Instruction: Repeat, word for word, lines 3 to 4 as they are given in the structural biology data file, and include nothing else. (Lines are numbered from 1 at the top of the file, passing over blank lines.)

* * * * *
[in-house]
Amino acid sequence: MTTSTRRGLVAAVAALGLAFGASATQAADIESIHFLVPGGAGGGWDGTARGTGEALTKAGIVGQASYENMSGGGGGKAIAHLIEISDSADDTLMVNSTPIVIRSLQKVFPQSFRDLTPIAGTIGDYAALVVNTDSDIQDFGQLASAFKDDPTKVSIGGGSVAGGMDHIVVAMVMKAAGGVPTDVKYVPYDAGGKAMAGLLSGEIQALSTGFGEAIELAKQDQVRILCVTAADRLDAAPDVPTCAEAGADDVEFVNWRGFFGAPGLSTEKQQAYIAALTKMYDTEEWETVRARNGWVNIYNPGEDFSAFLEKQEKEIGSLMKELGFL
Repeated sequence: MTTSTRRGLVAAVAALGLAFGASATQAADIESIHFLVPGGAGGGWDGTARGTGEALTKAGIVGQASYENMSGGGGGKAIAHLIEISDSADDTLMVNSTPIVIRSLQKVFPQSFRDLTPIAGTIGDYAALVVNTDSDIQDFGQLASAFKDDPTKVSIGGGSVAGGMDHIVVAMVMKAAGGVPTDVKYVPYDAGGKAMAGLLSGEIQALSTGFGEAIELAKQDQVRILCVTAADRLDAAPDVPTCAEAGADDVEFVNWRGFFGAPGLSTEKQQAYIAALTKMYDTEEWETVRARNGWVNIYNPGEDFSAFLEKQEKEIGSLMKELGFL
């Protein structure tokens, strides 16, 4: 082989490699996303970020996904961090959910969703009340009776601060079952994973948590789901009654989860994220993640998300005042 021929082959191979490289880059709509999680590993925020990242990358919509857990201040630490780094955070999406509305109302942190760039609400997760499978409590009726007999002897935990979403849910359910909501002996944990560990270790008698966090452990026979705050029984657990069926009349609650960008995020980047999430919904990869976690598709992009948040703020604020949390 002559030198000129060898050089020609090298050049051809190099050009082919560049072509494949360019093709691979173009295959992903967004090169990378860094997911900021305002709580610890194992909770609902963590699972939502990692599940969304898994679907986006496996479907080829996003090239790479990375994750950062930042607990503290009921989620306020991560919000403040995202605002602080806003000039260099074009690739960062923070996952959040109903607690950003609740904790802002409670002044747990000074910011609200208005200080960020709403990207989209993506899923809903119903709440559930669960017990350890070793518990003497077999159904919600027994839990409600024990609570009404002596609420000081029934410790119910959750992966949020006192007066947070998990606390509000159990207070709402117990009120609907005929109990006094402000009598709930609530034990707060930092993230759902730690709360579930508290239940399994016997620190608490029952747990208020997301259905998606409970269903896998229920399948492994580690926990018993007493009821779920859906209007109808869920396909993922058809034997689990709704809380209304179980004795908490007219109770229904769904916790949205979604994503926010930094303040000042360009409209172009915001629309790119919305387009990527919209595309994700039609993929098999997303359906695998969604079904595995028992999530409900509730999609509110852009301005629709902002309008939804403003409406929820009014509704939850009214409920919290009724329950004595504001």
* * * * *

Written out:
Repeated sequence: MTTSTRRGLVAAVAALGLAFGASATQAADIESIHFLVPGGAGGGWDGTARGTGEALTKAGIVGQASYENMSGGGGGKAIAHLIEISDSADDTLMVNSTPIVIRSLQKVFPQSFRDLTPIAGTIGDYAALVVNTDSDIQDFGQLASAFKDDPTKVSIGGGSVAGGMDHIVVAMVMKAAGGVPTDVKYVPYDAGGKAMAGLLSGEIQALSTGFGEAIELAKQDQVRILCVTAADRLDAAPDVPTCAEAGADDVEFVNWRGFFGAPGLSTEKQQAYIAALTKMYDTEEWETVRARNGWVNIYNPGEDFSAFLEKQEKEIGSLMKELGFL
């Protein structure tokens, strides 16, 4: 082989490699996303970020996904961090959910969703009340009776601060079952994973948590789901009654989860994220993640998300005042 021929082959191979490289880059709509999680590993925020990242990358919509857990201040630490780094955070999406509305109302942190760039609400997760499978409590009726007999002897935990979403849910359910909501002996944990560990270790008698966090452990026979705050029984657990069926009349609650960008995020980047999430919904990869976690598709992009948040703020604020949390 002559030198000129060898050089020609090298050049051809190099050009082919560049072509494949360019093709691979173009295959992903967004090169990378860094997911900021305002709580610890194992909770609902963590699972939502990692599940969304898994679907986006496996479907080829996003090239790479990375994750950062930042607990503290009921989620306020991560919000403040995202605002602080806003000039260099074009690739960062923070996952959040109903607690950003609740904790802002409670002044747990000074910011609200208005200080960020709403990207989209993506899923809903119903709440559930669960017990350890070793518990003497077999159904919600027994839990409600024990609570009404002596609420000081029934410790119910959750992966949020006192007066947070998990606390509000159990207070709402117990009120609907005929109990006094402000009598709930609530034990707060930092993230759902730690709360579930508290239940399994016997620190608490029952747990208020997301259905998606409970269903896998229920399948492994580690926990018993007493009821779920859906209007109808869920396909993922058809034997689990709704809380209304179980004795908490007219109770229904769904916790949205979604994503926010930094303040000042360009409209172009915001629309790119919305387009990527919209595309994700039609993929098999997303359906695998969604079904595995028992999530409900509730999609509110852009301005629709902002309008939804403003409406929820009014509704939850009214409920919290009724329950004595504001």